For Helfand, block teaching allows students space to think about each subject deeply, without others intruding. In the traditional format, students just don’t have the intellectual energy and focus to assimilate the skills being taught, he says. Equally, block teaching fits very well with the current trend towards microcredentials, allowing students to “dip in and out, rather than having to come in for an entire semester”.

Block teaching commands students’ attention in a way that traditional teaching does not, Helfand believes, given the competition for that attention created by YouTube, Instagram, WhatsApp and countless digital distractions. “As you juggle more and more tasks, your performance gets worse,” he says, adding that the problem is exacerbated by the fact that people believe the opposite.

If students study one programme at a time, they can focus on it in the same way as on a full-time job. “By having much more intense time spent on the subject, you have the space to explore a problem and fail. That’s how you learn: by failing,” Helfand says. Such intensity also gives students an earlier sense of whether they really enjoy a subject, potentially saving them months of wasted time if they decide to switch, he adds.

Hamish Coates, professor at Tsinghua University’s Institute of Education and director of the Higher Education Research Division, is also a fan of block teaching, saying it helps students to “make swift progress with specific knowledge or skills”. And while there is no one-size-fits-all model, institutions that explore block teaching are intrinsically ahead of the game, he believes. “The very act of ‘education redesign’ helps improve the offer and students’ engagement,” Coates says. “Putting most things online or into hybrid mode over the last year spurred a massive amount of education reform.”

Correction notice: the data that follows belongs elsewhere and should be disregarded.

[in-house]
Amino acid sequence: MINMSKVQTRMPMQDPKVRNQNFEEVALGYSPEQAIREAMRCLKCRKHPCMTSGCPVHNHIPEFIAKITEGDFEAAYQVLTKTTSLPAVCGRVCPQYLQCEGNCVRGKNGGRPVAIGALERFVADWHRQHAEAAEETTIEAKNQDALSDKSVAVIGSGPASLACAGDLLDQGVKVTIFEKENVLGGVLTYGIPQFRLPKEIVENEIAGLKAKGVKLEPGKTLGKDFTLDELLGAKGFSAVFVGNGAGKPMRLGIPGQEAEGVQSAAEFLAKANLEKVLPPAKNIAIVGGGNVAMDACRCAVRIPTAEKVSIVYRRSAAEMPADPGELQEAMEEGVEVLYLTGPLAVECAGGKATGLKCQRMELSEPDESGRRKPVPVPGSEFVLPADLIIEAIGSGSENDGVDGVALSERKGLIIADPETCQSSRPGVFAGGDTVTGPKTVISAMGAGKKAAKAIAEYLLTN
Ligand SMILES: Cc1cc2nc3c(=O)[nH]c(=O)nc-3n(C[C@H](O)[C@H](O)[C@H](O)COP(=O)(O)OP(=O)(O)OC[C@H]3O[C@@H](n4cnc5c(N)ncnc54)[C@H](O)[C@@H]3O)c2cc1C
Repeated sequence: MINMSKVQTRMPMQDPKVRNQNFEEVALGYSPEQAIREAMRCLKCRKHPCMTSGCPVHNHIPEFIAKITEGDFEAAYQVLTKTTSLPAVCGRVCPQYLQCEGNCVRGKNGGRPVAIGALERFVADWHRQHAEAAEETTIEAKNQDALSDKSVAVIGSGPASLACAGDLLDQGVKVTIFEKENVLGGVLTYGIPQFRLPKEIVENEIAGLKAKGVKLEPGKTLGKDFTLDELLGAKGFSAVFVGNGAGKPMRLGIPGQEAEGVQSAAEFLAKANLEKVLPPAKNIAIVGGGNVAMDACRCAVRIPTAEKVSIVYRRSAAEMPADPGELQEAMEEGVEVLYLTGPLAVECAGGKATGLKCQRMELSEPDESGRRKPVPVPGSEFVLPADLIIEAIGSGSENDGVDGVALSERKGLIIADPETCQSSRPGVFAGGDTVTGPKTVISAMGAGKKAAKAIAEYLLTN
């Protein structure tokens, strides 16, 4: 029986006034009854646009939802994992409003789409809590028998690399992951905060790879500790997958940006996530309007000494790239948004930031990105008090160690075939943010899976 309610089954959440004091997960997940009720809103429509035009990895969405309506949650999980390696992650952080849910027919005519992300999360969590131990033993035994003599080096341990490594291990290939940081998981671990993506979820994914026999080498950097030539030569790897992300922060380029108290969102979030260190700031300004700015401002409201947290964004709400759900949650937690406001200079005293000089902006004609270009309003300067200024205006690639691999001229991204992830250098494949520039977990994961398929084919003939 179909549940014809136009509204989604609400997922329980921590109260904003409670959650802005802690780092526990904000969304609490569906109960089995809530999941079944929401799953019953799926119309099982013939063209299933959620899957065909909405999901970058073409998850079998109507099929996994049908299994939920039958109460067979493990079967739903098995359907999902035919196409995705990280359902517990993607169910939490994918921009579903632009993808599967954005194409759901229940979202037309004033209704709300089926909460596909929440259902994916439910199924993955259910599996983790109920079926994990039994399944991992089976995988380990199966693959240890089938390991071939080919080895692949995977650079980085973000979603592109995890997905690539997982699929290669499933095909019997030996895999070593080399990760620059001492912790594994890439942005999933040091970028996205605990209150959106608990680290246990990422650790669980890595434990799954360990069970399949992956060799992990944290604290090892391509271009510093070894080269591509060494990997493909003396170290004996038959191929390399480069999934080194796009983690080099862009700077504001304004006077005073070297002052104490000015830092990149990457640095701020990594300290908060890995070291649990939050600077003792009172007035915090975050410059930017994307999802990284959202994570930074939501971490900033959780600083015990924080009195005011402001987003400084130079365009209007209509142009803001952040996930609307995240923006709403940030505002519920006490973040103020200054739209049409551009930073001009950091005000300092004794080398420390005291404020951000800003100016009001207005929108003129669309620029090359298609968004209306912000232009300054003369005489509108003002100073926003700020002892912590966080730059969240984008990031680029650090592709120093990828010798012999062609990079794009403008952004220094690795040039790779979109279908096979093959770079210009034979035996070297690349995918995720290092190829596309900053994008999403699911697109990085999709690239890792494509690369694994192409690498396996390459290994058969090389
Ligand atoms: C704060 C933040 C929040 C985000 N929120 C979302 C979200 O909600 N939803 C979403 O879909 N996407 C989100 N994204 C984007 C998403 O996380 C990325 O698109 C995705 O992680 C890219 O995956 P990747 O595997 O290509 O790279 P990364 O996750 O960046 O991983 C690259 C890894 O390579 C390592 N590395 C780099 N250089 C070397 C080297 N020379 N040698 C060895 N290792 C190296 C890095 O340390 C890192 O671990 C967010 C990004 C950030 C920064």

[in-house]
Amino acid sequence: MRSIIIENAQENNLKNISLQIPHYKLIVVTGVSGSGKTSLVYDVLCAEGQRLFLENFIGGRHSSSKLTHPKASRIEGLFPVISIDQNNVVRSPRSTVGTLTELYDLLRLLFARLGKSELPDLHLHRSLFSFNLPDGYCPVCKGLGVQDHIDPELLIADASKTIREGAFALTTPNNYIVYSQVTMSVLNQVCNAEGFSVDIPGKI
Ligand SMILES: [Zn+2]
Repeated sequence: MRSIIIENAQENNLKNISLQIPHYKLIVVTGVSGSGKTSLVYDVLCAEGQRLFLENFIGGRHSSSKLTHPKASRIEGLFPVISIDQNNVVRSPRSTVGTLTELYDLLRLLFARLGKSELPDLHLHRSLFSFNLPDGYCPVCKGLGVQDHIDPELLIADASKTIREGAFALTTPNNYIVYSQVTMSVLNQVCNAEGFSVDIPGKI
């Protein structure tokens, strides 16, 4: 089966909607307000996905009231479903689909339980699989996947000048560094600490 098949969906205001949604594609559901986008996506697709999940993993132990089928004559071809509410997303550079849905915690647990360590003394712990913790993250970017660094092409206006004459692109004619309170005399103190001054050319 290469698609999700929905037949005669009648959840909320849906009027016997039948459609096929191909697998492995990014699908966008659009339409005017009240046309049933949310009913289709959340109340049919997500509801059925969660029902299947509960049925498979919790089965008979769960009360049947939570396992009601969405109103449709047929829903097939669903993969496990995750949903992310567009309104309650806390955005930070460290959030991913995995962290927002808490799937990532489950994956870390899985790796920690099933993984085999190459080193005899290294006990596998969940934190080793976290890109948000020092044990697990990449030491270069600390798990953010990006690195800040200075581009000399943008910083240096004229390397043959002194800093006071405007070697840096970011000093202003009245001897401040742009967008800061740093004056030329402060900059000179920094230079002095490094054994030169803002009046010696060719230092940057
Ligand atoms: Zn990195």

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But while lecturers may have been content to temporarily switch their teaching online, many scholars may baulk at the idea of giving up the autonomy afforded by semester-long modules to work in closer collaboration with colleagues.

Shoemaker accepts that block teaching “creates different careers for academics” that “look different” to the lone educator whose courses are only loosely connected to their colleagues’ teaching. Still, he can envisage the model following problem-based learning (the “Maastricht Model”) into the mainstream in the coming years given its responsiveness to the needs of students who haven’t been fully prepared for tertiary education in the traditional way. He is fielding increasing numbers of enquiries from other universities around the world, including in Canada and South Africa, who are interested in Victoria’s experience, and he has “now seen examples [of block teaching] developing on four continents. He feels there is “the potential for a global network of those interested in this experiment…so we can test each other and benchmark”. He has even written to Australia’s education ministry to suggest a trial of block teaching in schools.

Helfand hopes the re-evaluation of undergraduate learning prompted by the pandemic will lead to changes at Columbia, too. “In May, I taught the normal core curriculum courses in block format, and 24 out of 24 of the students said this was vastly preferable to what they had been doing before,” he notes. However, he fears that Columbia, like other institutions, will ultimately revert to its old ways of teaching post-pandemic.

“University faculty have a reputation for being politically liberal, but they are the most conservative species in the universe,” he says. While 99 per cent of undergraduates are not going to become university faculty, academics will continue to attempt to reproduce graduates like themselves and cherish the assumption that what worked for them must work for the next generation.

Helfand insists, however, that any doubts – either professional or pedagogic – can be overcome. “Everyone says that block teaching won’t work in their discipline until they try it,” he says. “And when they do, they see how truly transformational it is.”